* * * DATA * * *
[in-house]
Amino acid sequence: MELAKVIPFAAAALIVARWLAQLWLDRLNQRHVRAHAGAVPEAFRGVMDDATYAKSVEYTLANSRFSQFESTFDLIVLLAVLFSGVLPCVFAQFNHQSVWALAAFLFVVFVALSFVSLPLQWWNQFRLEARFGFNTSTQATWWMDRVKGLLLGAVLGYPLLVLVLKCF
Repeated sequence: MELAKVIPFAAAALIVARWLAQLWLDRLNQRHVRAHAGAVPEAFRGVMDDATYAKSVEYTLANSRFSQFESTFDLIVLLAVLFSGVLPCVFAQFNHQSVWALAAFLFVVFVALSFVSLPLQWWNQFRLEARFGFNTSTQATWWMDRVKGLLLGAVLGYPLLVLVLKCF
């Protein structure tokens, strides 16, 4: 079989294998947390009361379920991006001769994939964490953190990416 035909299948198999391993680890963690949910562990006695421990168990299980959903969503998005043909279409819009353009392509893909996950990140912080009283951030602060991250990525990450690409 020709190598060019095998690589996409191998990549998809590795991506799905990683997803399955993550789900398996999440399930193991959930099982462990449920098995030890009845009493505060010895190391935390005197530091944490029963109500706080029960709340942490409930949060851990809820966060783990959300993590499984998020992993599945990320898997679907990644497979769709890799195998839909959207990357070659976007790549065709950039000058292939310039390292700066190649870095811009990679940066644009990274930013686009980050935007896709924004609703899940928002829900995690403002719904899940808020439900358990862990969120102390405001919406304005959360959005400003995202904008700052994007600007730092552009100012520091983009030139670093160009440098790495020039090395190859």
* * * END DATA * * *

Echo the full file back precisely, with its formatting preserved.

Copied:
[in-house]
Amino acid sequence: MELAKVIPFAAAALIVARWLAQLWLDRLNQRHVRAHAGAVPEAFRGVMDDATYAKSVEYTLANSRFSQFESTFDLIVLLAVLFSGVLPCVFAQFNHQSVWALAAFLFVVFVALSFVSLPLQWWNQFRLEARFGFNTSTQATWWMDRVKGLLLGAVLGYPLLVLVLKCF
Repeated sequence: MELAKVIPFAAAALIVARWLAQLWLDRLNQRHVRAHAGAVPEAFRGVMDDATYAKSVEYTLANSRFSQFESTFDLIVLLAVLFSGVLPCVFAQFNHQSVWALAAFLFVVFVALSFVSLPLQWWNQFRLEARFGFNTSTQATWWMDRVKGLLLGAVLGYPLLVLVLKCF
């Protein structure tokens, strides 16, 4: 079989294998947390009361379920991006001769994939964490953190990416 035909299948198999391993680890963690949910562990006695421990168990299980959903969503998005043909279409819009353009392509893909996950990140912080009283951030602060991250990525990450690409 020709190598060019095998690589996409191998990549998809590795991506799905990683997803399955993550789900398996999440399930193991959930099982462990449920098995030890009845009493505060010895190391935390005197530091944490029963109500706080029960709340942490409930949060851990809820966060783990959300993590499984998020992993599945990320898997679907990644497979769709890799195998839909959207990357070659976007790549065709950039000058292939310039390292700066190649870095811009990679940066644009990274930013686009980050935007896709924004609703899940928002829900995690403002719904899940808020439900358990862990969120102390405001919406304005959360959005400003995202904008700052994007600007730092552009100012520091983009030139670093160009440098790495020039090395190859």